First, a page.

Cleveland — The 2018 Sherwin-Williams Impact Award, which recognizes outstanding water and wastewater projects, goes to a 3 million-gallon water storage tank restoration project performed under difficult conditions. Crewmembers from Vancouver, Wash.-based HCI Industrial & Marine Coatings Inc. had to battle smoke from the nearby Eagle Creek fire and prevent that smoke from absorbing into the interior tank coating and affecting the taste of water stored in the tank. For their efforts, HCI, the city of The Dalles, Oregon, and engineering services provider CH2M Inc. (locally based in Corvallis, Ore.) earned the 2018 Sherwin-Williams Impact Award.
The award recognizes notable projects featuring coating and lining materials from Sherwin-Williams Protective & Marine Coatings. The company announced the winners during a ceremony at the Water Environment Federation’s Annual WEFTEC Conference on October 2, 2018, in New Orleans, Louisiana.
“We established the Sherwin-Williams Impact Award to honor demanding water and wastewater projects and recognize those professionals committed to enhancing public safety, protecting assets, and extending infrastructure life,” said Kevin Morris, Market Segment Director, Water & Wastewater, Sherwin-Williams Protective & Marine Coatings. “The winning project faced unique challenges that none of the parties involved had ever encountered. We all worked together to devise a plan that would ensure adhesion of the water tank’s coating systems and prevent smoke from adversely impacting the community’s water quality.”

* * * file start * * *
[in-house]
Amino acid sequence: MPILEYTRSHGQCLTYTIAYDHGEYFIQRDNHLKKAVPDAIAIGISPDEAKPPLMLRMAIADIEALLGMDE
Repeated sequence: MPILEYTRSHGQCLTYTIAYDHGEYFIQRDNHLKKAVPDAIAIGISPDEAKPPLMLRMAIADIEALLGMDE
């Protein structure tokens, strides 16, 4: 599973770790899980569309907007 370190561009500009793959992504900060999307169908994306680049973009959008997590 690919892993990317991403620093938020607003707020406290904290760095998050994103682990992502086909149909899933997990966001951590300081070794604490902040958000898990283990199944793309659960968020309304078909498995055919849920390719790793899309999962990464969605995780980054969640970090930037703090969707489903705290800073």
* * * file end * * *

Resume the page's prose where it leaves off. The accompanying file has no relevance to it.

Located about 70 miles west of the storage tank site, the 2017 Eagle Creek fire burned more than 50,000 acres over three months and resulted in additional challenges for the project team. Smoke was prone to being sucked into the cut-out access entry for the tank, presenting air quality concerns during work, as well as potential contamination to the lining. Using monitoring data, the HCI crew avoided applying coatings during hours in which particulate matter (PM) readings were above established thresholds. In addition, the team had to conduct wipe tests after each coat cured, using clean white cloths to check for PM before applying the subsequent coat. If a test showed evidence of smoke deposits, the crew had to clean the surface before applying the next coat.